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Arkansas Scenic 7 Byway

Drive Scenic 7 Byway in Arkansas

Among the Most Scenic Drives in America

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Drive Scenic Byway 7 in Arkansas, the state's first state-designated scenic byway, and travel through four of the state's varied geographical regions. Arguably one of the most scenic drives in America, the route begins on the south end within the West Gulf Coastal Plain, a region that saw an oil boom beginning in 1921 near El Dorado. It continues to Camden and on to Arkadelphia through rolling terrain with dense pine forests and stream valleys with bottomland hardwood forests.

Near Arkadelphia, the route enters the Ouachita Mountains, famous for their quartz crystals, and passes by DeGray Lake, home of Arkansas's only resort state park. At Hot Springs, the byway journeys through the historic downtown and immediately in front of the famed Bath House Row of Hot Springs National Park. Continuing though the forested Ouachitas, it passes through the Ouachita National Forest and by Lake Nimrod, then reaches Russellville and crosses the more level terrain of the Arkansas River Valley.

Leaving the valley, Scenic 7 ascends into the Ozark Mountains, famous for fall foliage, and the Ozark National Forest, and passes through the mountain town of Jasper on its way to Harrison.

Just before Scenic 7 sharply twists its way down to Jasper, stop at the Cliff House Inn and Restaurant, for a great meal and amazing vistas of the "Grand Canyon of the Ozarks." A quaint small town square boasting several antique shops awaits visitors at Jasper. Across from the Newton County Courthouse is a legendary diner -- the Ozark Cafe. Originally opened in 1909, it is, as the sign on the front says, "A North Arkansas Landmark." It's a place where swapping stories over cups of coffee is as important to the locals as getting a good plate of inexpensive food.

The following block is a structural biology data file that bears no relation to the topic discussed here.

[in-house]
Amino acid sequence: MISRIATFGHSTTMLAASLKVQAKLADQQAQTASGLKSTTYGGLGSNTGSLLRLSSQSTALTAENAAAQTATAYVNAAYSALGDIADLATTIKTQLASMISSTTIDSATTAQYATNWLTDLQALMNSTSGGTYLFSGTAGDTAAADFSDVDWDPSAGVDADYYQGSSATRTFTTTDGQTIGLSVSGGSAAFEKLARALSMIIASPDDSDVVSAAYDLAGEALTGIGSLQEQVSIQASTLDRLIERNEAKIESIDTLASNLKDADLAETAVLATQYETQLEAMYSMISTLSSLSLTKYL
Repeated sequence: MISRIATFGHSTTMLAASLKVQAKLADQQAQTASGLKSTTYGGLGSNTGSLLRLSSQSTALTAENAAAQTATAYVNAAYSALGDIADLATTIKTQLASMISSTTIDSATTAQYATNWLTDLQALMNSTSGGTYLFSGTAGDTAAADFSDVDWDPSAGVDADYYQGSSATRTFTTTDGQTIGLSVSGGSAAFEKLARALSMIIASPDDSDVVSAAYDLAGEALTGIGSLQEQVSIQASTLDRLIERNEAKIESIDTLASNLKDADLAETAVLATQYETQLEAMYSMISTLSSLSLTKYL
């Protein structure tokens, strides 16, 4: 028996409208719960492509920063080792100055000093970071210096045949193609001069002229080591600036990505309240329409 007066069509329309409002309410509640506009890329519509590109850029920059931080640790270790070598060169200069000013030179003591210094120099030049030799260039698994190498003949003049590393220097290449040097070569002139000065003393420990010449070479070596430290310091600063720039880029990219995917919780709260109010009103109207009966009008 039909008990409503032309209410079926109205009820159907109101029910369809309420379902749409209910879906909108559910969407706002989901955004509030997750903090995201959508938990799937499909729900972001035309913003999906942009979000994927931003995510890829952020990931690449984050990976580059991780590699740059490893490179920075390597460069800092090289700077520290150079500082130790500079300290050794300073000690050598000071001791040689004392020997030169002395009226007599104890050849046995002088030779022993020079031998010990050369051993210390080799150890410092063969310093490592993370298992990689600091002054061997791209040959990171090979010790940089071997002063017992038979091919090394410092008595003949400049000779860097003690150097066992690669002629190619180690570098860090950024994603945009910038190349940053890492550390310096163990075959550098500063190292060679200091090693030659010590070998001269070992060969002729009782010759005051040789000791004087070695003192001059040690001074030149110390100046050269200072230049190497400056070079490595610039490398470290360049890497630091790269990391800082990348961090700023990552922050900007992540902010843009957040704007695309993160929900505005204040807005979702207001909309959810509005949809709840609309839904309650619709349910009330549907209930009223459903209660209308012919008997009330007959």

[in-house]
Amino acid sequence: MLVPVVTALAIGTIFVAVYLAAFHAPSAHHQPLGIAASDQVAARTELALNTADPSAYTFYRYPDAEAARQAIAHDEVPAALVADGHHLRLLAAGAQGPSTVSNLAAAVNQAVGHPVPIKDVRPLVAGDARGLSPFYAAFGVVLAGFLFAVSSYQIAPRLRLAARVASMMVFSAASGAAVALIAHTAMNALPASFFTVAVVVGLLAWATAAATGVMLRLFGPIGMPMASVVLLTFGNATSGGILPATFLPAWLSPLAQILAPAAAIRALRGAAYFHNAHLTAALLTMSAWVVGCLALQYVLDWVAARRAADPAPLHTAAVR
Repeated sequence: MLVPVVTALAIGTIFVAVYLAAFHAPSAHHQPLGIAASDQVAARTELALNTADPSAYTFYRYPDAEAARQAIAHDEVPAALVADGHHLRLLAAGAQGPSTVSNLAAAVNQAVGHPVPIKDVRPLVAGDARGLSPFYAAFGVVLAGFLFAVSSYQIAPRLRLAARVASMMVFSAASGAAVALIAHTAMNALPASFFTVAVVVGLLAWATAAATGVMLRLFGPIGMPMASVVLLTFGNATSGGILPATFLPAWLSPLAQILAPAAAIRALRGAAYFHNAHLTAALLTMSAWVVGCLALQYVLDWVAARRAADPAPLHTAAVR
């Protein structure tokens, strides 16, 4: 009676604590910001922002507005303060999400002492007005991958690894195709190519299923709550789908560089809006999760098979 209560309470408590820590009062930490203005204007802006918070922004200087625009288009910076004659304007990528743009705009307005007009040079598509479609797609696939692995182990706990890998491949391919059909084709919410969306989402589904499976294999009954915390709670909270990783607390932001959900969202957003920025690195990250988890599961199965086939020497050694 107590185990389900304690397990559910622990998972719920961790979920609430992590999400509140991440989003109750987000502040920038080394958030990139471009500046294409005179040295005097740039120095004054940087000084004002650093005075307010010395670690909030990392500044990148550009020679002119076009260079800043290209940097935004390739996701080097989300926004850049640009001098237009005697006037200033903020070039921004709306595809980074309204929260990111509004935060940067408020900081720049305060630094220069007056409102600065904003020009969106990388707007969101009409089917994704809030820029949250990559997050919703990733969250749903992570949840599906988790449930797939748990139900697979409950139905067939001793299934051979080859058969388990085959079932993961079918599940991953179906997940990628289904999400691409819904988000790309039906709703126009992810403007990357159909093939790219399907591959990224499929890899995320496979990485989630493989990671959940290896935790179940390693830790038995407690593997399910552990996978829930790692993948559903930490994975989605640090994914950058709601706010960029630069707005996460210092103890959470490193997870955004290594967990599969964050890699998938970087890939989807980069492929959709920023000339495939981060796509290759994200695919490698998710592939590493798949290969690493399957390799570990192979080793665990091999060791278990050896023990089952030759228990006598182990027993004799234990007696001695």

A little farther north, hanging baskets of flowers and awnings accentuate old brick storefronts that line the Harrison square, which with a few adjacent buildings, make up its national historic district. The flavor of the city is reflected in the Main Street Harrison Historic Walking Tour, which includes downtown parks, the historic Lyric Theater, the 1909 Boone County courthouse, the 1914 Boone County Jail, and the completely restored 1929 Hotel Seville. Downtown Harrison also embraces restaurants, an art gallery, antique stores, and other retail shops. It boasts two museums, the Boone County Heritage Museum and the Marine Corps Legacy Museum.

LENGTH: 290 miles.

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THINGS TO KNOW:

Shopping, lodging and dining can be found in the byway's major cities: El Dorado, Camden, Arkadelphia, Hot Springs, Russellville, Jasper and Harrison, and in smaller communities along the way. Lodges, cabins and campgrounds are available in the various state parks listed below under "Major Area Attractions." Camping is also available at U.S. Forest Service recreation areas within the Ouachita and Ozark national forests and at U.S. Army Corps of Engineers' recreation areas on DeGray Lake, Lake Nimrod and Lake Dardanelle on the Arkansas River. Private resorts, cabins and other lodging, as well as dining options, are also available.

MAJOR AREA ATTRACTIONS:

REGIONAL TOURISM INFORMATION: